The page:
Meeting an old friend after a hiatus of 30+ years can be stressful (will we recognize each other?) and exciting (could we possibly just pick up right where we left off?).
Both of those emotions (and more) accompanied me to the Stratford Shakespeare Festival’s first hit of the 2013 season as the lights dimmed for Fiddler on the Roof.
When last we met, the venue was Childs Auditorium in Deep River, Ontario where I was conducting a two-weekend run of Jerry Bock’s musical realization of Joseph Stern’s inventive book (based on Tevye’s Daughters by Sholem Aleichem) and Sheldon Harnick’s knowing lyrics, which time and time again (right from the get-go as “Tradition” deftly sets the stage for the intergenerational drama ahead) spoke to universal truths.
How incredibly interesting it was to observe the end product rather than have one of the most active hands in creating it. When in the pit, the goal is to rekindle the best moments from the countless hours of rehearsals that go into every show. When in the critic’s chair, the idea is to compare the presentation to a lifetime of other performances (and not necessarily confining those comparisons to the work at hand, which is why no two reviewers can ever come to the same conclusions).
Quite unexpectedly, my first thoughts had virtually nothing to do with the music, dancing and staging, but with the narrative.
“It’s so Jewish,” I thought as Tevye (Scott Wentworth was superlative, carrying the show with the same dogged determination as his horseless milk cart) engaged in the first of many one-way conversations with his God (fancifully hanging above in the cloud thanks to Allen Moyer’s vision of paradise and Michael Walton’s heavenly lighting). “Where is the balance of a dissenting voice or disinterested description as to how Anatevka’s “chosen people” came to inhabit the small town in Russia in the first place?”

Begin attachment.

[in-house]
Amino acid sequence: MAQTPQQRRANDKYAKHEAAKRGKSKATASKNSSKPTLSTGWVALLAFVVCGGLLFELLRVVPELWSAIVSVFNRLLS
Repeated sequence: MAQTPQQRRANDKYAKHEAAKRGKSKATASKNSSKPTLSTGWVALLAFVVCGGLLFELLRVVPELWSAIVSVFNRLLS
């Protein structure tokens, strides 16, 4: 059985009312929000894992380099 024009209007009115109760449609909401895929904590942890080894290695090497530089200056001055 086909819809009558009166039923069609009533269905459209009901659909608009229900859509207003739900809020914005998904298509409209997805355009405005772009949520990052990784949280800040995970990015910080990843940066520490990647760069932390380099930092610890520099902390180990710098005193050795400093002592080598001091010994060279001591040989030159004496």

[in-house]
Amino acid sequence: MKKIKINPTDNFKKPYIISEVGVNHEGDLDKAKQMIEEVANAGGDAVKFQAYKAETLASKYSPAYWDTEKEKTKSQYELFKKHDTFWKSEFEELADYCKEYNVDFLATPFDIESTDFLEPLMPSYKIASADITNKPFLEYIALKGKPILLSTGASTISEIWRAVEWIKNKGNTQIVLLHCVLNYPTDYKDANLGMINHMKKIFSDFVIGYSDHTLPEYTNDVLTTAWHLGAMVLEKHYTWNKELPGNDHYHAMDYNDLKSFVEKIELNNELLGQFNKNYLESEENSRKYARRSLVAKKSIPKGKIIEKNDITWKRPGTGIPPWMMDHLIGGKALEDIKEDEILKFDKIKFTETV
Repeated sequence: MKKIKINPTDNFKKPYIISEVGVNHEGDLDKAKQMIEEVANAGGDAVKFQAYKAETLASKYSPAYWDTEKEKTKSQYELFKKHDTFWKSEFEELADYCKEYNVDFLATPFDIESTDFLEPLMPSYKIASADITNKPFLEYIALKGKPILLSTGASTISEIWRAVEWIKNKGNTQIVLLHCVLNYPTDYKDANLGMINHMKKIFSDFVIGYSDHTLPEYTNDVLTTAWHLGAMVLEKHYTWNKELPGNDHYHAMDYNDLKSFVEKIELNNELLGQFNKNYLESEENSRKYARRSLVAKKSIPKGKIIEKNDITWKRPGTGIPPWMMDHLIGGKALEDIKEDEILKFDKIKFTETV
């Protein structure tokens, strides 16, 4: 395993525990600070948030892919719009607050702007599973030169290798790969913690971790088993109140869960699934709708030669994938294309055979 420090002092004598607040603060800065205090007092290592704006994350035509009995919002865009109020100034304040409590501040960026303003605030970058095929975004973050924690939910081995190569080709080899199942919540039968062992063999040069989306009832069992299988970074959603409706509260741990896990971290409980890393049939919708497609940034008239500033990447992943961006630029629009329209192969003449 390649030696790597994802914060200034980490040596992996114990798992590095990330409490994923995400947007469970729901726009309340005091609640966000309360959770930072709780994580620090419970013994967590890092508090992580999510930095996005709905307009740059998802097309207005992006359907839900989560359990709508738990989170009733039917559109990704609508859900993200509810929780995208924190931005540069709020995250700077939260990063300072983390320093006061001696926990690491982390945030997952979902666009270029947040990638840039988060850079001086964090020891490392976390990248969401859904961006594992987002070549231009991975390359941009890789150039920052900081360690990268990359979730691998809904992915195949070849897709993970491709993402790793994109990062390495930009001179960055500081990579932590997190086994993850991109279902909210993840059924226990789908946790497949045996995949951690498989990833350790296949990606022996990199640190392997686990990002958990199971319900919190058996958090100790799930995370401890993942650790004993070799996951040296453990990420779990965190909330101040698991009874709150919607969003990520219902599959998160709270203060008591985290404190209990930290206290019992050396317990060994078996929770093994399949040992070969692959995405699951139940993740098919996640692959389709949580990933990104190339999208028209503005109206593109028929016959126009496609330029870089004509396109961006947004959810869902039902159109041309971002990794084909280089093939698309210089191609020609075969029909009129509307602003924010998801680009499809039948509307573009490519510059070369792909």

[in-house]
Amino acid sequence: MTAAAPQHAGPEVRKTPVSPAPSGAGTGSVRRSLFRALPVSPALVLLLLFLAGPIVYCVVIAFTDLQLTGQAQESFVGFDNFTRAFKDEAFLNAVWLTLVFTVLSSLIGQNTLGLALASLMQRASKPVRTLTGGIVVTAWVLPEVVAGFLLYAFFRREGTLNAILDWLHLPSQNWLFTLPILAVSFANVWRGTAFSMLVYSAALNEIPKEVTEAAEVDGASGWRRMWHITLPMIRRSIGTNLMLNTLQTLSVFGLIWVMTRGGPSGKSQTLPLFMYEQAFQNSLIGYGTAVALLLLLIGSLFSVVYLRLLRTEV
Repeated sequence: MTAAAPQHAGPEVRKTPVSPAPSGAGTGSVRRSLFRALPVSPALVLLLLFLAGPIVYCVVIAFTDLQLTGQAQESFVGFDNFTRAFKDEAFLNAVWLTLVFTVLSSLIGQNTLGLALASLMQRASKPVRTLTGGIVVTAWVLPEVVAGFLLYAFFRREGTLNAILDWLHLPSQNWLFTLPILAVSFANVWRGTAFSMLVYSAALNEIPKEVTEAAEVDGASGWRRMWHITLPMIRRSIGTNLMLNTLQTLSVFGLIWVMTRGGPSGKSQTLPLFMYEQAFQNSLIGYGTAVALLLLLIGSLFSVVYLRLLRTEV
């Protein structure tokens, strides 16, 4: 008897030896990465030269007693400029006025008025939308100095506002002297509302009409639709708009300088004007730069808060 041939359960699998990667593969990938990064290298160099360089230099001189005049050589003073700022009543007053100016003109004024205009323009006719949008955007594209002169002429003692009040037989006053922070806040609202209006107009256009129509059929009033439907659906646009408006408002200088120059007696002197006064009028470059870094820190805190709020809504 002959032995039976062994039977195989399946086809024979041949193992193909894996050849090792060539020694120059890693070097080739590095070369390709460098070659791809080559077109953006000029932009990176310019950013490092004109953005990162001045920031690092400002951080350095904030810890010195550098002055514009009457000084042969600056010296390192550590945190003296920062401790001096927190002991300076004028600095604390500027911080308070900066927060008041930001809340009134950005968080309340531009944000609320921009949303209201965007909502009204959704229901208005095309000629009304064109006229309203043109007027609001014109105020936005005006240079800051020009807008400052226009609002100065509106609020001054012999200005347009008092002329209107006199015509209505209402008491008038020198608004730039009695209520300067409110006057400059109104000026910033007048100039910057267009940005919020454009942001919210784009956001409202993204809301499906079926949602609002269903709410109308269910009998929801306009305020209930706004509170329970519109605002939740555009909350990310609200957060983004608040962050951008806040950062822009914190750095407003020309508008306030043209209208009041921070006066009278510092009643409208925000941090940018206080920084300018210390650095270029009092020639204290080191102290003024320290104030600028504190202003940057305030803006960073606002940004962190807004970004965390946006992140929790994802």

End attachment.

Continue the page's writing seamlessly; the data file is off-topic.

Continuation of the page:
‘Lo those many years ago, the script mattered little compared to tempi, cues, dynamics, “vamp till ready”—voices, instruments, lights et cetera—and acoustics. What was being sung or said (beyond diction, intonation, support and phrasing) was far in the shadow of how everything came out. After all, it’s just a musical!
As uncomfortable as I was with the one-sided view of the world (which even now continues to systemically oppress the different among us—yet, who are us?) director/choreographer Donna Feore has combined all of the considerable talents at her disposal and come up with an audience pleaser that ought to require extra performances to fill the demand.
To a person, the cast is a collective marvel of characterization, wit, wisdom and style. The only weak link vocally stems from Kate Hennig’s emotion rich, tone-pitch weak songs as Golde. The stage burns bright for the first major ensemble, “To Life” then soars to the heights of excellence with the Wedding Dances. Quite rightly, the Bottle Boys were cheered with every well-balanced move and turn. “The Dream” was the visual tour de force, while the notion of long-suffering, unspoken love struck a chord when Tevye and Golde struggled purposely with the age-old question, “Do You Love Me?”
Apart from a trumpet that occasionally crackled rather than popped, the orchestra sounded grand (special kudos to Eugene Laskiewicz’s exemplary accordion interventions).
While all and sundry do end up “Far From the Home I Love,” it’s a journey few will want to miss. JWR